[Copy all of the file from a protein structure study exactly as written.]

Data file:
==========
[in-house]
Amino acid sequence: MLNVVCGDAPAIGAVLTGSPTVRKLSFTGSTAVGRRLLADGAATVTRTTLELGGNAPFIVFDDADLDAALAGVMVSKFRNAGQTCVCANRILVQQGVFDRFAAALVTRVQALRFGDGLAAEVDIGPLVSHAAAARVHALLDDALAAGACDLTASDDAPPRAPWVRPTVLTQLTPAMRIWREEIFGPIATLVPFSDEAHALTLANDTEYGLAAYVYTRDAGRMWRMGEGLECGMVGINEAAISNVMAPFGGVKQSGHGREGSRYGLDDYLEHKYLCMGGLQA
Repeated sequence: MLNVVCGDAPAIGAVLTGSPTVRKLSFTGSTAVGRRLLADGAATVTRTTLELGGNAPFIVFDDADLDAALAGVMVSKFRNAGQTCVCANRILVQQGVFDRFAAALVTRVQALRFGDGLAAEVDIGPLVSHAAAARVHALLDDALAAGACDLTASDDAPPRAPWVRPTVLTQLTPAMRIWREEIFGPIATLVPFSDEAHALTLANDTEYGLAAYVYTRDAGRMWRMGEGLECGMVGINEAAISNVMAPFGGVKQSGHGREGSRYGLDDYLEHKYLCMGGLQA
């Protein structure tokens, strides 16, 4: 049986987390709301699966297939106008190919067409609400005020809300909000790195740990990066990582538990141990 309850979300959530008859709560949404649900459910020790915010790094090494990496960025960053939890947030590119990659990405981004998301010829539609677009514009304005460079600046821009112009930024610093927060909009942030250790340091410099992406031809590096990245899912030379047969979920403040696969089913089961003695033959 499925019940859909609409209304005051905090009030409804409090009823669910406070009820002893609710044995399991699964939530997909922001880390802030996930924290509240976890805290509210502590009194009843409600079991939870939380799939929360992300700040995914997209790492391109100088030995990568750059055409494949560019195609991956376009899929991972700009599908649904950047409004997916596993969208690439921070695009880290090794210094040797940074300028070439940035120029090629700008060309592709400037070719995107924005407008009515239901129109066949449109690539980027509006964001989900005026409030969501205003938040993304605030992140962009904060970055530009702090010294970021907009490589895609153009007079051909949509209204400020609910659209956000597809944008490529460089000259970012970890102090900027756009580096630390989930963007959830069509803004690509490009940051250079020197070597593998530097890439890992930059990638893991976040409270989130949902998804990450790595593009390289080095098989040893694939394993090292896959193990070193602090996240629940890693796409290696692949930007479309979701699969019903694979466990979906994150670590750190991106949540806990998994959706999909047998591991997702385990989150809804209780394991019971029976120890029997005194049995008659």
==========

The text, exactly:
[in-house]
Amino acid sequence: MLNVVCGDAPAIGAVLTGSPTVRKLSFTGSTAVGRRLLADGAATVTRTTLELGGNAPFIVFDDADLDAALAGVMVSKFRNAGQTCVCANRILVQQGVFDRFAAALVTRVQALRFGDGLAAEVDIGPLVSHAAAARVHALLDDALAAGACDLTASDDAPPRAPWVRPTVLTQLTPAMRIWREEIFGPIATLVPFSDEAHALTLANDTEYGLAAYVYTRDAGRMWRMGEGLECGMVGINEAAISNVMAPFGGVKQSGHGREGSRYGLDDYLEHKYLCMGGLQA
Repeated sequence: MLNVVCGDAPAIGAVLTGSPTVRKLSFTGSTAVGRRLLADGAATVTRTTLELGGNAPFIVFDDADLDAALAGVMVSKFRNAGQTCVCANRILVQQGVFDRFAAALVTRVQALRFGDGLAAEVDIGPLVSHAAAARVHALLDDALAAGACDLTASDDAPPRAPWVRPTVLTQLTPAMRIWREEIFGPIATLVPFSDEAHALTLANDTEYGLAAYVYTRDAGRMWRMGEGLECGMVGINEAAISNVMAPFGGVKQSGHGREGSRYGLDDYLEHKYLCMGGLQA
């Protein structure tokens, strides 16, 4: 049986987390709301699966297939106008190919067409609400005020809300909000790195740990990066990582538990141990 309850979300959530008859709560949404649900459910020790915010790094090494990496960025960053939890947030590119990659990405981004998301010829539609677009514009304005460079600046821009112009930024610093927060909009942030250790340091410099992406031809590096990245899912030379047969979920403040696969089913089961003695033959 499925019940859909609409209304005051905090009030409804409090009823669910406070009820002893609710044995399991699964939530997909922001880390802030996930924290509240976890805290509210502590009194009843409600079991939870939380799939929360992300700040995914997209790492391109100088030995990568750059055409494949560019195609991956376009899929991972700009599908649904950047409004997916596993969208690439921070695009880290090794210094040797940074300028070439940035120029090629700008060309592709400037070719995107924005407008009515239901129109066949449109690539980027509006964001989900005026409030969501205003938040993304605030992140962009904060970055530009702090010294970021907009490589895609153009007079051909949509209204400020609910659209956000597809944008490529460089000259970012970890102090900027756009580096630390989930963007959830069509803004690509490009940051250079020197070597593998530097890439890992930059990638893991976040409270989130949902998804990450790595593009390289080095098989040893694939394993090292896959193990070193602090996240629940890693796409290696692949930007479309979701699969019903694979466990979906994150670590750190991106949540806990998994959706999909047998591991997702385990989150809804209780394991019971029976120890029997005194049995008659």